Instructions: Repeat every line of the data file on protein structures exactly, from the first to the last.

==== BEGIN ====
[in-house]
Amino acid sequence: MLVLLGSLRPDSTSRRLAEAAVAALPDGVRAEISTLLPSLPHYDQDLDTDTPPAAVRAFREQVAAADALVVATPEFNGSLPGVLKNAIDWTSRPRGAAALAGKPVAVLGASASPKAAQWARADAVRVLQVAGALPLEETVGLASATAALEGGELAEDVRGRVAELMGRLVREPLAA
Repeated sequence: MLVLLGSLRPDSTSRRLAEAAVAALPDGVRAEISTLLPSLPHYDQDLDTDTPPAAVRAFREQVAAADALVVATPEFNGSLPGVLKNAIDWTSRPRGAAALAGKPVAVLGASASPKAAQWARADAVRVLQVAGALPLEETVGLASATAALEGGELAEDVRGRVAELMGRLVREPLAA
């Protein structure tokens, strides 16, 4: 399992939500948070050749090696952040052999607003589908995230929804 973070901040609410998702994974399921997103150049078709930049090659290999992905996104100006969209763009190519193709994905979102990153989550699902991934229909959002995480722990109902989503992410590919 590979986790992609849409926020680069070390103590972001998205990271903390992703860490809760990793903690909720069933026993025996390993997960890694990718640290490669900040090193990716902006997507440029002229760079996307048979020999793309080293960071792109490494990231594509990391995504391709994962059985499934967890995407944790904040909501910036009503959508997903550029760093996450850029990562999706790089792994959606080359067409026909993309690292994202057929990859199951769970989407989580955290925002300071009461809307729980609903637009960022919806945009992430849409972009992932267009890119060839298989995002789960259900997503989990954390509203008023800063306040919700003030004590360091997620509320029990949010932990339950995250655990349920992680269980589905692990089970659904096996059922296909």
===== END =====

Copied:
[in-house]
Amino acid sequence: MLVLLGSLRPDSTSRRLAEAAVAALPDGVRAEISTLLPSLPHYDQDLDTDTPPAAVRAFREQVAAADALVVATPEFNGSLPGVLKNAIDWTSRPRGAAALAGKPVAVLGASASPKAAQWARADAVRVLQVAGALPLEETVGLASATAALEGGELAEDVRGRVAELMGRLVREPLAA
Repeated sequence: MLVLLGSLRPDSTSRRLAEAAVAALPDGVRAEISTLLPSLPHYDQDLDTDTPPAAVRAFREQVAAADALVVATPEFNGSLPGVLKNAIDWTSRPRGAAALAGKPVAVLGASASPKAAQWARADAVRVLQVAGALPLEETVGLASATAALEGGELAEDVRGRVAELMGRLVREPLAA
């Protein structure tokens, strides 16, 4: 399992939500948070050749090696952040052999607003589908995230929804 973070901040609410998702994974399921997103150049078709930049090659290999992905996104100006969209763009190519193709994905979102990153989550699902991934229909959002995480722990109902989503992410590919 590979986790992609849409926020680069070390103590972001998205990271903390992703860490809760990793903690909720069933026993025996390993997960890694990718640290490669900040090193990716902006997507440029002229760079996307048979020999793309080293960071792109490494990231594509990391995504391709994962059985499934967890995407944790904040909501910036009503959508997903550029760093996450850029990562999706790089792994959606080359067409026909993309690292994202057929990859199951769970989407989580955290925002300071009461809307729980609903637009960022919806945009992430849409972009992932267009890119060839298989995002789960259900997503989990954390509203008023800063306040919700003030004590360091997620509320029990949010932990339950995250655990349920992680269980589905692990089970659904096996059922296909």